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Its not that the company is the most valuable and profitable company in the world, and its not even because Apple's history is rich, interesting, and full of fascinating highs and lows. Its because more than any other company, Apple has applied Micro Econ 101 - the way to stand apart from perfect competition is via differentiation and branding.
iPhones and Macs both prove a truism from Micro Econ 101: Perfect competition implies undifferentiated products and identical prices. Apple has this figured out - it vacuums all of the industry profits in smartphones with ~ 20% market share.
In 2001 Apple adopted a strategy it called the Digital Hub. See how iPod + iTunes set the stage for all of the spectacular hits to follow, including the iPad and the iPhone
Apple Pay and the Apple Watch represent the first major bets placed by the company in the post-Jobs era. The jury is out on whether these will be monster hits too.
Apple's size and geographical spread are worth understanding - especially the company's success in China.
Apple only competes with the best: Google, Samsung and Microsoft have all had complicated relationships with Apple
We examine Apple's revenues, profit margins, growth rates and valuation.
Apple's story is inextricably linked to Steve Jobs - a brilliant, complicated individual
We trace Apple's history from its founding in 1976 until the return of Steve Jobs for his second stint with the company in 1997. Interesting but volatile times for the company.
In the period between Jobs' return to Apple in 1997 and his death in 2011, the company delivered an astonishing turnaround, and redefined one industry after another.
Twitter is a thriving platform, but a struggling company. This divergence makes it more - not less - important for us to understand.
Why is Twitter so important? Because it is a flourishing platform but a struggling company.
Twitter did a great job of monetising its early engagement, but did n't pay heed when engagement stagnated.
For a company with its public profile, Twitter has astonishingly small revenues, and astonishingly high costs.
Because we don't really know a company until we understand its size and geographical spread.
Twitter has had a strange life so far. Who knows what tomorrow will bring.
Key characters from Twitter's past and possibly its future.
Twitter competes with two of the most successful and valuable company's in the world right now: Google and Facebook. So far, its struggled to go toe-to-toe.
LinkedIn is low on drama, but high on diversification. It is especially interesting to study right now, as it seeks to go from being a professional social network, to a content destination.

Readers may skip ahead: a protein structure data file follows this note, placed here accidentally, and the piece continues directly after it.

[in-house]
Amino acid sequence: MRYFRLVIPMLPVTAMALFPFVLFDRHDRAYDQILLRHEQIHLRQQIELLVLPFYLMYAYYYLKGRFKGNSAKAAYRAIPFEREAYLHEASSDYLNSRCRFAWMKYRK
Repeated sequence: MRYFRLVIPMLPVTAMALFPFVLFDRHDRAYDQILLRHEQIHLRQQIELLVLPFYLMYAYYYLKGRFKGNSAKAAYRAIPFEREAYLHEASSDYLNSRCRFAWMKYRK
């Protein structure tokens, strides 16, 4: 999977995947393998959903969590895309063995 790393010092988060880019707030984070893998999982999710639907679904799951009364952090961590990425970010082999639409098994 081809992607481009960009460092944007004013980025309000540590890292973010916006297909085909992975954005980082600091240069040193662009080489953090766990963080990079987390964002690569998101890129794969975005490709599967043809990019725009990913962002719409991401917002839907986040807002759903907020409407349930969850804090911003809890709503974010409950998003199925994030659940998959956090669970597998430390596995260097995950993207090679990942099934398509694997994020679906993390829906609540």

LinkedIn is important because it straddles many worlds. One company with 4 business models.
But not a slouch at spending money either. That's the tale of LinkedIn's costs and revenues.
LinkedIn publishes unusually granular information about its geographic split - but even so the most noteworthy bit about its international operations is its relative success in China
LinkedIn's life has been far less drama-filled than that of many of its tech industry peers.
LinkedIn seems to be making a conscious shift from professional social network to content destination. See the why - and the how.
LinkedIn has 4 superbly diversified streams of revenue that still somehow make sense together, and defy classification - or competition
Facebook is the most important social network, and one of the most successful companies in the world today
Facebook is doing many things right (right now): monetising well, engaging well; making smart acquisitions (Instagram, Whatsapp); executing on product. This rare combination has investors super-optimistic.
Facebook's core business is very very profitable - the company is consciously sacrificing some of those profits to quickly build up other businesses that might become its core businesses tomorrow.
Facebook's geographical splits show some interesting trends: the company is adroitly milking more revenue out of its mature markets, while simultaneously building engagement and a large user base in emerging markets.
Facebook's run so far has been widely studied - but this section focuses on Myspace's decline, and a brief period of uncertainty in 2012-2013 as drivers of Facebook's dream run in the last 2 years.
Some companies have size, others have growth, yet others have profits. Right now, only Facebook has them all. This Goldilocks combination is what makes Facebook so valuable relative to its peers (Google is 4x Facebook's revenues, but < 2x Facebook's valuation)
Loonycorn is us, Janani Ravi, Vitthal Srinivasan, Swetha Kolalapudi and Navdeep Singh. Between the four of us, we have studied at Stanford, IIM Ahmedabad, the IITs and have spent years (decades, actually) working in tech, in the Bay Area, New York, Singapore and Bangalore.
Janani: 7 years at Google (New York, Singapore); Studied at Stanford; also worked at Flipkart and Microsoft
Vitthal: Also Google (Singapore) and studied at Stanford; Flipkart, Credit Suisse and INSEAD too
Swetha: Early Flipkart employee, IIM Ahmedabad and IIT Madras alum
Navdeep: longtime Flipkart employee too, and IIT Guwahati alum
We think we might have hit upon a neat way of teaching complicated tech courses in a funny, practical, engaging way, which is why we are so excited to be here on Udemy!
We hope you will try our offerings, and think you'll like them :-)